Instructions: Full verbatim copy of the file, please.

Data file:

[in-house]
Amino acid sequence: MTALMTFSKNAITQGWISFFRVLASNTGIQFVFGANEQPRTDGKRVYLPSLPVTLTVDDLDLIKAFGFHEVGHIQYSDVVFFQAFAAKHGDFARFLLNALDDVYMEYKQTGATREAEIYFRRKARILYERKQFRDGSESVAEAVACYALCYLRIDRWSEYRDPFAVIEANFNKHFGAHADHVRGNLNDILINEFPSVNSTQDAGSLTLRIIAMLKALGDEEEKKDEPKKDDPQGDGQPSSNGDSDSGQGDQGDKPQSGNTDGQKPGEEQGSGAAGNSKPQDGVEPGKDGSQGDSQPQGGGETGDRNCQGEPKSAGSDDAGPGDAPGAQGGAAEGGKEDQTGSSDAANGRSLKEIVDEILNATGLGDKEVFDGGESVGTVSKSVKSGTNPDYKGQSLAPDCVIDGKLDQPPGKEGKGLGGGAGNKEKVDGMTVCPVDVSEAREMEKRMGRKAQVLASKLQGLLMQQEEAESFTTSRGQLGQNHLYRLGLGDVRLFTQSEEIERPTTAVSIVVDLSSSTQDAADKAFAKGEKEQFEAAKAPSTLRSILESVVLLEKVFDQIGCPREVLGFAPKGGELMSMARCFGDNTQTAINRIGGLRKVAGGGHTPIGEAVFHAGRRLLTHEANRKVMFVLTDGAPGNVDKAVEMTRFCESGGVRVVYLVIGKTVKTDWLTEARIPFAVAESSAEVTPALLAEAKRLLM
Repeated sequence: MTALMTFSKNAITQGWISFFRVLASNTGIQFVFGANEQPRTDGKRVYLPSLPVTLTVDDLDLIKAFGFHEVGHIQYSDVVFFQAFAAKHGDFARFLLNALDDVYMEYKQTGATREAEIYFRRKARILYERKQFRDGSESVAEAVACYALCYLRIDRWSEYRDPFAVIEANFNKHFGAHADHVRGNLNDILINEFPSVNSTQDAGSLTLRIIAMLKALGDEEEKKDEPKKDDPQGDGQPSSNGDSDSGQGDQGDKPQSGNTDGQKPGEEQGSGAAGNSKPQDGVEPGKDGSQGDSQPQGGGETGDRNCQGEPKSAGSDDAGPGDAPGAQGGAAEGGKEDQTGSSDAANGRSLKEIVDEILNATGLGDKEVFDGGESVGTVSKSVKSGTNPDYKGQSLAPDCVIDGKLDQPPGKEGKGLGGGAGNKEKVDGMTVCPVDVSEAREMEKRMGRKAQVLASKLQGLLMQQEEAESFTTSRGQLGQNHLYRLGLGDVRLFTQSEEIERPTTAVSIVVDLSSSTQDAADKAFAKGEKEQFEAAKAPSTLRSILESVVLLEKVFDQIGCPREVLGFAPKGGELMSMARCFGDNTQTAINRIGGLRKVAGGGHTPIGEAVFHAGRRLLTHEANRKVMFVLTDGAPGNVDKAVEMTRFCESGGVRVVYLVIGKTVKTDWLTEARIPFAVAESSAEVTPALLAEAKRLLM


[in-house]
Amino acid sequence: MTALMTFSKNAITQGWISFFRVLASNTGIQFVFGANEQPRTDGKRVYLPSLPVTLTVDDLDLIKAFGFHEVGHIQYSDVVFFQAFAAKHGDFARFLLNALDDVYMEYKQTGATREAEIYFRRKARILYERKQFRDGSESVAEAVACYALCYLRIDRWSEYRDPFAVIEANFNKHFGAHADHVRGNLNDILINEFPSVNSTQDAGSLTLRIIAMLKALGDEEEKKDEPKKDDPQGDGQPSSNGDSDSGQGDQGDKPQSGNTDGQKPGEEQGSGAAGNSKPQDGVEPGKDGSQGDSQPQGGGETGDRNCQGEPKSAGSDDAGPGDAPGAQGGAAEGGKEDQTGSSDAANGRSLKEIVDEILNATGLGDKEVFDGGESVGTVSKSVKSGTNPDYKGQSLAPDCVIDGKLDQPPGKEGKGLGGGAGNKEKVDGMTVCPVDVSEAREMEKRMGRKAQVLASKLQGLLMQQEEAESFTTSRGQLGQNHLYRLGLGDVRLFTQSEEIERPTTAVSIVVDLSSSTQDAADKAFAKGEKEQFEAAKAPSTLRSILESVVLLEKVFDQIGCPREVLGFAPKGGELMSMARCFGDNTQTAINRIGGLRKVAGGGHTPIGEAVFHAGRRLLTHEANRKVMFVLTDGAPGNVDKAVEMTRFCESGGVRVVYLVIGKTVKTDWLTEARIPFAVAESSAEVTPALLAEAKRLLM
Repeated sequence: MTALMTFSKNAITQGWISFFRVLASNTGIQFVFGANEQPRTDGKRVYLPSLPVTLTVDDLDLIKAFGFHEVGHIQYSDVVFFQAFAAKHGDFARFLLNALDDVYMEYKQTGATREAEIYFRRKARILYERKQFRDGSESVAEAVACYALCYLRIDRWSEYRDPFAVIEANFNKHFGAHADHVRGNLNDILINEFPSVNSTQDAGSLTLRIIAMLKALGDEEEKKDEPKKDDPQGDGQPSSNGDSDSGQGDQGDKPQSGNTDGQKPGEEQGSGAAGNSKPQDGVEPGKDGSQGDSQPQGGGETGDRNCQGEPKSAGSDDAGPGDAPGAQGGAAEGGKEDQTGSSDAANGRSLKEIVDEILNATGLGDKEVFDGGESVGTVSKSVKSGTNPDYKGQSLAPDCVIDGKLDQPPGKEGKGLGGGAGNKEKVDGMTVCPVDVSEAREMEKRMGRKAQVLASKLQGLLMQQEEAESFTTSRGQLGQNHLYRLGLGDVRLFTQSEEIERPTTAVSIVVDLSSSTQDAADKAFAKGEKEQFEAAKAPSTLRSILESVVLLEKVFDQIGCPREVLGFAPKGGELMSMARCFGDNTQTAINRIGGLRKVAGGGHTPIGEAVFHAGRRLLTHEANRKVMFVLTDGAPGNVDKAVEMTRFCESGGVRVVYLVIGKTVKTDWLTEARIPFAVAESSAEVTPALLAEAKRLLM